That’s what’s known as “paying it forward,” except we didn’t call it such. We never called it anything at all. It was understood as something you did.

Another term for this is “giving back to the community.” Unfortunately, that’s been misused in recent years, like a teenage boy’s “You will if you love me,” with hopes for the same outcome. In its most perverted form, it holds that all wealth comes as a result of community action. This was the idea in Obama’s infamous “You didn’t build that” comment, in which he argued that since the wealthy were part of the community, they were able to build their wealthy only through the community. The flaw in this argument is that companies already pay for all those things, just like everyone else in the community. The streets used by a company are the same as those used by the workers, the poor, the unionizers, and the politicians; the law enforcement and firefighters who protect the company’s property also protect the tenement dweller’s. All reap the same benefits, which is exactly what you’d expect in a social contract.

In arguing that some are required to surrender more for the same social contract, the unspoken assumption is that the social contract is not an equal agreement. A demand for some to pay more for the same services has the unspoken assumption that the community values them less. That’s corrosive to the entire idea of a social contract, where all in the community contribute equally.

The abuse of the term “give back to the community” leads to the backlash of “I owe the community nothing.” This is uncomfortably similar to Ayn Rand’s Objectivism, where the highest moral aim is the pursuit of happiness. That’s just as corrosive to the social contract as the desire to loot another in the name of “giving back to the community.” If each of us owes nothing to the community, then the social contract is rendered void, and we’re right back to each restricted only by their own ability and conscience. Growing up in a rural environment where we had to rely on each other, the entire idea is repugnant . Of course, all members equally owe something to the community, just what is owed is less than what some demand.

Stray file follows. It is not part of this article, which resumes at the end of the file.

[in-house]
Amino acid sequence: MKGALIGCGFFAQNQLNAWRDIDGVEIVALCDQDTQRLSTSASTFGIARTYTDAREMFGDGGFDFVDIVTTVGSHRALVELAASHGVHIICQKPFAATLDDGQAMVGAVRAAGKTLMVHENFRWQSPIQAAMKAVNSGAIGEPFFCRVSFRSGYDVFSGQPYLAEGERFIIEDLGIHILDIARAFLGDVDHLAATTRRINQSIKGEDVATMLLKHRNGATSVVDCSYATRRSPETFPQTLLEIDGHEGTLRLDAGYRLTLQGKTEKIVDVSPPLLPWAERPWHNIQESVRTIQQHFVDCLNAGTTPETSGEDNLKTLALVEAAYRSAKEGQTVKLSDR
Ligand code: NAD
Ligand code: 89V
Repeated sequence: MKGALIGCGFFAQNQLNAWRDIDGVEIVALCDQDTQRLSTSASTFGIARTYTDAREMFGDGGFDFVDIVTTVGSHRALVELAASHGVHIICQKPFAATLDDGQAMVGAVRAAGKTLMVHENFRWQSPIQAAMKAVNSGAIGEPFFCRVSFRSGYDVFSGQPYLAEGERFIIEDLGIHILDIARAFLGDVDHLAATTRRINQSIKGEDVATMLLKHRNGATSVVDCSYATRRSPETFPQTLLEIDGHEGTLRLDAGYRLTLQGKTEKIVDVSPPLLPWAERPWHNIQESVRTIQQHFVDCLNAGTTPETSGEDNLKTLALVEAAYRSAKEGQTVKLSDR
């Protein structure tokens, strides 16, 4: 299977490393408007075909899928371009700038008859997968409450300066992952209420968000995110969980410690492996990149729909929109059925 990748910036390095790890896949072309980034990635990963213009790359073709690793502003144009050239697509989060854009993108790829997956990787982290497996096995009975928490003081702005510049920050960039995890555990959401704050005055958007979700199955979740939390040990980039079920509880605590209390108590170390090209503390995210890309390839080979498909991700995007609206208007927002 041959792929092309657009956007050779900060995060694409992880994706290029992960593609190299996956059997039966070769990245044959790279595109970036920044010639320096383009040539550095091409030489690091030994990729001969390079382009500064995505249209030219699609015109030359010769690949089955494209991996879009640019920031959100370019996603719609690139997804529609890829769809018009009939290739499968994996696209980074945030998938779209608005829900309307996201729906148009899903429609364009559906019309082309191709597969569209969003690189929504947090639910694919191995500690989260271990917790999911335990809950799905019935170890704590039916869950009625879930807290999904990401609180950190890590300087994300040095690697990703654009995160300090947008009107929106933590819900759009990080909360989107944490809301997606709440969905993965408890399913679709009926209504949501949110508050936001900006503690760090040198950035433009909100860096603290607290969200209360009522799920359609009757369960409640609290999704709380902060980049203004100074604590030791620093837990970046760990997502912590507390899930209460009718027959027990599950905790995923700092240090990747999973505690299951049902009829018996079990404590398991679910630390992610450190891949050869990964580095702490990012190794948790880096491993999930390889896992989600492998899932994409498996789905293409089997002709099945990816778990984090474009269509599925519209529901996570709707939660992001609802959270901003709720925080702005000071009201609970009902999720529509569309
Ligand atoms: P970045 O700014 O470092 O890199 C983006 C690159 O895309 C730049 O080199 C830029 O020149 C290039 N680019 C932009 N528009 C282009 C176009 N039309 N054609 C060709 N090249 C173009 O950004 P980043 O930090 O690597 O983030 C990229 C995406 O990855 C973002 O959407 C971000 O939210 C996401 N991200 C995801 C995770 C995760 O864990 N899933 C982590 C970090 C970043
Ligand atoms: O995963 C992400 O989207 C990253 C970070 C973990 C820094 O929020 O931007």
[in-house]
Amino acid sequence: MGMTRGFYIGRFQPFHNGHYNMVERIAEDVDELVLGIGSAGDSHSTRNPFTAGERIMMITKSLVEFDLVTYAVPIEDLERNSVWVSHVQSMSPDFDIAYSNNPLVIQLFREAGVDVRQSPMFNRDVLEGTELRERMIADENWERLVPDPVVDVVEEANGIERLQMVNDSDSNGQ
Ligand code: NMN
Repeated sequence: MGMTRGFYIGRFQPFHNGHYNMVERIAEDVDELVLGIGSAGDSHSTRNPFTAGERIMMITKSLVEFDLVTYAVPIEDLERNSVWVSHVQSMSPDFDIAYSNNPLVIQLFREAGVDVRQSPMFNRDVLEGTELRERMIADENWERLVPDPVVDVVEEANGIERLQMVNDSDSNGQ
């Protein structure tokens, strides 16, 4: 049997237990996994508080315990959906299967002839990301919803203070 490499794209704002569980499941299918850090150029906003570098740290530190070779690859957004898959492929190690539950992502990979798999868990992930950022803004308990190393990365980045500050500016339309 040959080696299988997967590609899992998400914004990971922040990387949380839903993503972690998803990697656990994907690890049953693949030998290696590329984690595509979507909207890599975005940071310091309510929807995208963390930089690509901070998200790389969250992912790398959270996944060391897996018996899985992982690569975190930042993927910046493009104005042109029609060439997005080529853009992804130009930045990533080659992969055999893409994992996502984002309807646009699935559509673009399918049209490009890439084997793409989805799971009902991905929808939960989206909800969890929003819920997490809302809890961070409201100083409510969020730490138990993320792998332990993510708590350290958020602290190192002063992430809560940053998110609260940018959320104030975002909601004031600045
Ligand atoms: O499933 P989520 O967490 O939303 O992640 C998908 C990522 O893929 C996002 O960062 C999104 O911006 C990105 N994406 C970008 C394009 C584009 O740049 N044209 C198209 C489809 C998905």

I think – and hope – most who boast they owe the community nothing still retain a sense of social contract, maybe masquerading as charity and compassion, though arguably charity is over and above what’s required in the social contract. As one observed, she was not advocating a “lone wolf” philosophy, which is precisely what you get when you reject the social contract of community. Those I’ve met who really had no sense of the community all came from urban environment where emergency services were just a phone call away, and maybe that had something to do with it. That attitude will prove disastrous out in the boonies.

Just as it will if we one day have colonies in space. That’s going to be as far out in the boonies as anyone has ever been. And when you have no one to rely on but each other, anything that erodes the social contract will spell disaster.